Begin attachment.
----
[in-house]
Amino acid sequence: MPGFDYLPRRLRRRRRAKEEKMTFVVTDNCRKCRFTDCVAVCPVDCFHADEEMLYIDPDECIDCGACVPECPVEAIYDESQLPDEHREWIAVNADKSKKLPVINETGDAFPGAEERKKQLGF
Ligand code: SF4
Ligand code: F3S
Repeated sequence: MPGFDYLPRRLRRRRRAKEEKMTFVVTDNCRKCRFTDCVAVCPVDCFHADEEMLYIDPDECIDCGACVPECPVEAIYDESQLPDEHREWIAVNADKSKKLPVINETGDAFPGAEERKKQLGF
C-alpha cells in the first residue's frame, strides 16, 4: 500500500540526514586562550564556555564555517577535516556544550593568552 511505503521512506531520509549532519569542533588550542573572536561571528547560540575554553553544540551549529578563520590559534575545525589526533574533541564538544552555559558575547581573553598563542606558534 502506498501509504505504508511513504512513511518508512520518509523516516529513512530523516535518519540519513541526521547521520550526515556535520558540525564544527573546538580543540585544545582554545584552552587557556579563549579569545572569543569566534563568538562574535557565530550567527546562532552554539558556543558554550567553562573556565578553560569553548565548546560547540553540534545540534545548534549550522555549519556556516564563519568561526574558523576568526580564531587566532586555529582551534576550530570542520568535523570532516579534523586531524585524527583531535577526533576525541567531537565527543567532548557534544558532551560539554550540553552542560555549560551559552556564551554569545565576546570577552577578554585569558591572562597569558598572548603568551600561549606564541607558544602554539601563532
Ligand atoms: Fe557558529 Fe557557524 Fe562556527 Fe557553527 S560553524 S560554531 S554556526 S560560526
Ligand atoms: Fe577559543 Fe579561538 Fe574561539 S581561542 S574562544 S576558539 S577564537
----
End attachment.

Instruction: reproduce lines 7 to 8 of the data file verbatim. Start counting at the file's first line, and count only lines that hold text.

Ligand atoms: Fe557558529 Fe557557524 Fe562556527 Fe557553527 S560553524 S560554531 S554556526 S560560526
Ligand atoms: Fe577559543 Fe579561538 Fe574561539 S581561542 S574562544 S576558539 S577564537